Robert Bergen notes, “Saul’s vacancy at his own coronation suitably foreshadows a reign that would vacate responsibilities associated with the exercise of godly rule and perhaps suggests the lack of wisdom of those who preferred such a king to Yahweh.”

As easy as it is to find fault with Saul and the Israelites for wanting him to be their king, I really am guilty of doing something similar to that today. What do I mean? I want to be king of my own life rather than let God rule my life and heart as he desires. I often am convinced I know what is best and struggle to trust in God’s leadership.

Father, forgive me for my imperfection and my false perception of knowing what is best for my life. I need to learn from this example of Saul and remember that you are the only one qualified to rule my life. May my heart be pure and may I choose to follow your leadership in my life on a moment by moment basis.

Following Jesus with you,

Jeff

Contemplation Builds Confidence

My encouragement today comes from Psalm 20:7-8 which says, “Some trust in chariots and some in horses, but we trust in the name of the LORD our God. They collapse and fall, but we rise and stand upright.”

Most people find their hope for deliverance in times of trouble in their physical skill, power or wisdom. David, the King of Israel teaches us to have a different anchor for such confidence. David says that he boasts or trusts in the name of God not his military assets. The word translated “trust” actually means, “keep in memory or ponder.” For David, the more he pondered God and thought about how God had protected him and provided for him, the more his confidence in God grew. This confidence impacted how he lived.  In fact, this impacted David so much that he turned this truth into a song.

As Allen Ross comments, “The object of his faith was the name of the LORD. God’s ‘name’ is His nature, His reputation and character. David’s faith came from meditating and pondering on the known reputation of God.”

I would consider David to be a great man of faith even though he was imperfect and made terrible mistakes. Yet, the source of his courage and faith and mighty acts came from his dependence upon the God he served, not upon his personal resources.

Father, this is a great reminder for me to ponder. I need to think much more intentionally about how great you are and meditate on all you have done for me in my life. My success in life comes from my dependence upon who you are not my gifting or resources. I am in need of your enabling to maximize the gifting and resources you have given me. Help me to be a man of faith who trusts in you to do great things for your Kingdom.

Following Jesus with you,

Jeff

Introduction to Royalty

Romans 5:1-2 paints a grand picture of what faith has brought the person who will take God at his Word. Faith in Jesus gives us access to God. Notice how this passage describes this, “Therefore, since we have been justified by faith, we have peace with God through our Lord Jesus Christ. Through him we have also obtained access by faith into this grace in which we stand, and we rejoice in hope of the glory of God.”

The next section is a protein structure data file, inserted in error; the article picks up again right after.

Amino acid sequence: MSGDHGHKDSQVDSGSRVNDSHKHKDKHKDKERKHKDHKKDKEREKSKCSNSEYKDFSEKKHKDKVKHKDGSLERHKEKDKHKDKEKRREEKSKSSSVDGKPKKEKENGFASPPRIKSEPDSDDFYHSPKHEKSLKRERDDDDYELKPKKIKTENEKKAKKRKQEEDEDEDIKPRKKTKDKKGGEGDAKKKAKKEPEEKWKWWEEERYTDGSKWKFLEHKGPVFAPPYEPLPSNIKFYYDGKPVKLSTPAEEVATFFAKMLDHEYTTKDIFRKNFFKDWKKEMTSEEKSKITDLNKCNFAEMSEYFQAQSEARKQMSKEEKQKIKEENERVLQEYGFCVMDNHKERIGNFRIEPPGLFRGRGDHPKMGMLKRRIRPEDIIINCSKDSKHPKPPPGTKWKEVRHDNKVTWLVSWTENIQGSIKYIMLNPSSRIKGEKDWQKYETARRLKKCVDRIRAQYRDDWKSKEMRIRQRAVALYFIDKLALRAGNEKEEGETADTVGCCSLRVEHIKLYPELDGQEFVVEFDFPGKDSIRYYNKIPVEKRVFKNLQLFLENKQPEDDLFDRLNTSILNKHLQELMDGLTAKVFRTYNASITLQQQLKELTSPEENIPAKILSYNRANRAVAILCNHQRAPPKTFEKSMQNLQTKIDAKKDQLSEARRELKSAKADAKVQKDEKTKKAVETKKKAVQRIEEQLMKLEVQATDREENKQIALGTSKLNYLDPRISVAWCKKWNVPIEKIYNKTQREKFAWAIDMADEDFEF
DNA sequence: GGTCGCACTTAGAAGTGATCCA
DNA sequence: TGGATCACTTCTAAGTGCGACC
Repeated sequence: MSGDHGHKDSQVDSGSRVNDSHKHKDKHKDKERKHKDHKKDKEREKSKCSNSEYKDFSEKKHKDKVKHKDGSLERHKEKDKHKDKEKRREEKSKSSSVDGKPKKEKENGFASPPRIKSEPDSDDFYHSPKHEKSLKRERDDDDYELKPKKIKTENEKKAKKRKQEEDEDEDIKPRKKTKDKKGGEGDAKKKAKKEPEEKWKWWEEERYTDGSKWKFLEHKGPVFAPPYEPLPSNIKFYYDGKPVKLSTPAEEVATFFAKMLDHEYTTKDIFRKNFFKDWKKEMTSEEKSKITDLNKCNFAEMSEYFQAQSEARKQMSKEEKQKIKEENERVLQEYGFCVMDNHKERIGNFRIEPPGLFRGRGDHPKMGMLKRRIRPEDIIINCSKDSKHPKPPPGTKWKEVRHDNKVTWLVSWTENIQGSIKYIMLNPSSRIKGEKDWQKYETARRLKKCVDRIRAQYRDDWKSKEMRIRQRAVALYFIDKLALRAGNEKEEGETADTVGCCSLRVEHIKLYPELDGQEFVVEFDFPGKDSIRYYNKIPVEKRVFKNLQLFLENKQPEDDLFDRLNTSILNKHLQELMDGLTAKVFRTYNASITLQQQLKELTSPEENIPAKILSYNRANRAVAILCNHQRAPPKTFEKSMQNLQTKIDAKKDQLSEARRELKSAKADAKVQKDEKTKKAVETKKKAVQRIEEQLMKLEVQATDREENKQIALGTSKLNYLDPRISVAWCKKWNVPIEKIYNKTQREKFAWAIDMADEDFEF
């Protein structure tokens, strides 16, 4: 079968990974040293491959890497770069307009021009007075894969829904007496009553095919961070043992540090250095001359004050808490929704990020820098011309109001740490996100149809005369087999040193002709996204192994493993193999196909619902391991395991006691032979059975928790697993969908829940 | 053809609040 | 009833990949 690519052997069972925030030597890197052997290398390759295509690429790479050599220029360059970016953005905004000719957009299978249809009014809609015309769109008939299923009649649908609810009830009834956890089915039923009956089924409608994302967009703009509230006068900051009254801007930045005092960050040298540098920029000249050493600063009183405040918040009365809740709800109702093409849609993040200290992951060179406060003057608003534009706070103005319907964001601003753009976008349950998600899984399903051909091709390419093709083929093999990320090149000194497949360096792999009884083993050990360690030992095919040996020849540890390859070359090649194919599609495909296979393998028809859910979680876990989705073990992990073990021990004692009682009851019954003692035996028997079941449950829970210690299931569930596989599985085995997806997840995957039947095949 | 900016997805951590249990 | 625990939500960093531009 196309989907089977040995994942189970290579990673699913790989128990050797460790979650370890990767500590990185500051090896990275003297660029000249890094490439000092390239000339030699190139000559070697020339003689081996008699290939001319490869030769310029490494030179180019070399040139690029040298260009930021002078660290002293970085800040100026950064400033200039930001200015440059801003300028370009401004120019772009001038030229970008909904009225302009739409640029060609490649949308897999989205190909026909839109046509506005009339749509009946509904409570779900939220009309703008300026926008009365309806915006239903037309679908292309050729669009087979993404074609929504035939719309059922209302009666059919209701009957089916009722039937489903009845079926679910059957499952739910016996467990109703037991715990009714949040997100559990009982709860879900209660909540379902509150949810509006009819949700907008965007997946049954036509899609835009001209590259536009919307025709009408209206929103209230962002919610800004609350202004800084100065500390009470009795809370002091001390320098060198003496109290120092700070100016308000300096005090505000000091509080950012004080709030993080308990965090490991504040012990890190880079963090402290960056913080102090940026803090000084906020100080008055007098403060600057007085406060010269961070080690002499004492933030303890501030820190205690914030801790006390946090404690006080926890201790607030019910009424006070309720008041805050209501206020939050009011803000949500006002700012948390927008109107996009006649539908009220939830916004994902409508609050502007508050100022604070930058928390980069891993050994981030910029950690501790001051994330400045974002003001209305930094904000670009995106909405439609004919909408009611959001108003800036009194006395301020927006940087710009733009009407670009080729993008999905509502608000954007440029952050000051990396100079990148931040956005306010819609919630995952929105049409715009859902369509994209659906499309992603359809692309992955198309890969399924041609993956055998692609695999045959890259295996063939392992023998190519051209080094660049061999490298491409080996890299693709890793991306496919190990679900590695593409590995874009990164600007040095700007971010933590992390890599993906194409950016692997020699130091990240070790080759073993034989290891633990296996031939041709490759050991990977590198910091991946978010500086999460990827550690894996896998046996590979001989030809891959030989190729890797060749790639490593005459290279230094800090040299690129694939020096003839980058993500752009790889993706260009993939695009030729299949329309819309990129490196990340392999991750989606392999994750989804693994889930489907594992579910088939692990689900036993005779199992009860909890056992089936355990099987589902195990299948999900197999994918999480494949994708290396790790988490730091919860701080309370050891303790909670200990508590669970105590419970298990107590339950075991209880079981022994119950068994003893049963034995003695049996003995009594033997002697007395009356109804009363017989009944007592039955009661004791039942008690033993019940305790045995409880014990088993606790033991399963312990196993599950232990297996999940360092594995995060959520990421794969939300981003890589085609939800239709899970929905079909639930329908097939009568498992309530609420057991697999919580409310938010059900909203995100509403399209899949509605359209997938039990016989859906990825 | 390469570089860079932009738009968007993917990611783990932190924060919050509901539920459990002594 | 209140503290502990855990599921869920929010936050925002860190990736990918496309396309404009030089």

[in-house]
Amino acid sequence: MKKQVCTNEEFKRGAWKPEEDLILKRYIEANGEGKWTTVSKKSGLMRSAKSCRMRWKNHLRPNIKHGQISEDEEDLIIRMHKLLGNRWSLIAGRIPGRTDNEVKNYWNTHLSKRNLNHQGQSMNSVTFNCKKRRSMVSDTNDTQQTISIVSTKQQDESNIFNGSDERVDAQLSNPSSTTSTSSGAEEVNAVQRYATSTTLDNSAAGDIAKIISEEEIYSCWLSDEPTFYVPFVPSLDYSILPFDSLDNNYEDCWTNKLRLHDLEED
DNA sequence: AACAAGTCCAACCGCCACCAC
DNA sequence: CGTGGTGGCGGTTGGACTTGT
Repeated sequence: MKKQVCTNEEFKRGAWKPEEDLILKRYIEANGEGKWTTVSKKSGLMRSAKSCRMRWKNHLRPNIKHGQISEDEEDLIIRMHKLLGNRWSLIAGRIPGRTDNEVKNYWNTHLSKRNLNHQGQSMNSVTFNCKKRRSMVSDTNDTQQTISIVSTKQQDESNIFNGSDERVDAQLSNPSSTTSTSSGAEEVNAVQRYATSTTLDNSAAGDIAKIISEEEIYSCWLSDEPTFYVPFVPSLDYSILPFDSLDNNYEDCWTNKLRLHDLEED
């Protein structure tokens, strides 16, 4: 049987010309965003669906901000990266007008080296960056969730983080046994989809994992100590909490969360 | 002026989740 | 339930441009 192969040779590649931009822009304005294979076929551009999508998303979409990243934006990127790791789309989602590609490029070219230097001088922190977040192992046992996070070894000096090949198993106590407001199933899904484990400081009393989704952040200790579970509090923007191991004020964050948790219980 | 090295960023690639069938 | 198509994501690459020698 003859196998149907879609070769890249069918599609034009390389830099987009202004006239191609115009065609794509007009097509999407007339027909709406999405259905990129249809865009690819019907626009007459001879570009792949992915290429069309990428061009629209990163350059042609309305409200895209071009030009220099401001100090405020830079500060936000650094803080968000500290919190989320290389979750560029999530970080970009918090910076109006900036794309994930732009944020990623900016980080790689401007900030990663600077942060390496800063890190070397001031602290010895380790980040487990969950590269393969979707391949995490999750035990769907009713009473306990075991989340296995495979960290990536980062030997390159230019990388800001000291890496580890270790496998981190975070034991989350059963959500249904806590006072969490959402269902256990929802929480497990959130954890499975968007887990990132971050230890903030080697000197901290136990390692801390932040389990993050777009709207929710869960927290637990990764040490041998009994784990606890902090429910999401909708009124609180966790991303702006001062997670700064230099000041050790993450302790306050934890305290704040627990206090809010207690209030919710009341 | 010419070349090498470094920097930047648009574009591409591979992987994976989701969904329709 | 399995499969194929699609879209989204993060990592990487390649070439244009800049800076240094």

The word that impressed me today is the word “access.” We have access to God because of our faith in Jesus. What does that mean? There are two word pictures that this Greek word translated “access” gives us. The first is described by Barclay as “introducing or ushering someone into the presence of royalty.” WOW! Because of Jesus and what he has done for us and our choice to believe in him, we have been brought into the very presence of God so that we may enjoy a relationship with him.

The second great picture of this word is also beautifully described by Barclay when he says, “In late Greek it is the word for the place where ships come in, a harbor or a haven. If we take it that way, it means that so long as we tried to depend on our own efforts we were tempest-tossed, like mariners striving with a sea which threatened to overwhelm them completely, but now that we have heard the word of Christ, we have reached at last the haven of God’s grace, and we know the calm of depending, not on what we can do for ourselves, but on what God has done for us.”

So what does this mean for you and I? We cannot forget what Jesus has accomplished for us through his death and resurrection and the salvation we enjoy because of our faith in him. We have been given entry into the very presence of the King of Kings and Lord or Lords. We also can rest in the haven of God’s grace knowing that we are safe, secure and protected by him. I didn’t earn this standing of grace and I can’t lose it either.

Father, your Word continues to amaze me. This one word “access” that we can so easily skip over is rich in truth. I am humbled at the thought that I have access to your presence and yet I also am so thankful that I am safe in the harbor of your grace and always will be.

Following Jesus with you,

Jeff